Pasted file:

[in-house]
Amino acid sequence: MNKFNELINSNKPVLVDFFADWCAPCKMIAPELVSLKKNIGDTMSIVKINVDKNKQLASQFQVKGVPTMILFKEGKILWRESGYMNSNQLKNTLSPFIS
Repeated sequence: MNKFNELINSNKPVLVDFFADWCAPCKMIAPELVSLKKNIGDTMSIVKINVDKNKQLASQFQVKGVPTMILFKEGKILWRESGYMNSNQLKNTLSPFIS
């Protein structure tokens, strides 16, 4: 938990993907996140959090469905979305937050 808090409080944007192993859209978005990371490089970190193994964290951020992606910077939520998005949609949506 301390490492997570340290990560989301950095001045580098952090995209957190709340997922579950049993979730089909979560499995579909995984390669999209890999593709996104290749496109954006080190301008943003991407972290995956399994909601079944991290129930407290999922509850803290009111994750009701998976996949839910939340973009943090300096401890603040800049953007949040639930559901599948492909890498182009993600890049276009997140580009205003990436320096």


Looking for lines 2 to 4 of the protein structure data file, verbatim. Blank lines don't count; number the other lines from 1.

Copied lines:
Amino acid sequence: MNKFNELINSNKPVLVDFFADWCAPCKMIAPELVSLKKNIGDTMSIVKINVDKNKQLASQFQVKGVPTMILFKEGKILWRESGYMNSNQLKNTLSPFIS
Repeated sequence: MNKFNELINSNKPVLVDFFADWCAPCKMIAPELVSLKKNIGDTMSIVKINVDKNKQLASQFQVKGVPTMILFKEGKILWRESGYMNSNQLKNTLSPFIS
């Protein structure tokens, strides 16, 4: 938990993907996140959090469905979305937050 808090409080944007192993859209978005990371490089970190193994964290951020992606910077939520998005949609949506 301390490492997570340290990560989301950095001045580098952090995209957190709340997922579950049993979730089909979560499995579909995984390669999209890999593709996104290749496109954006080190301008943003991407972290995956399994909601079944991290129930407290999922509850803290009111994750009701998976996949839910939340973009943090300096401890603040800049953007949040639930559901599948492909890498182009993600890049276009997140580009205003990436320096």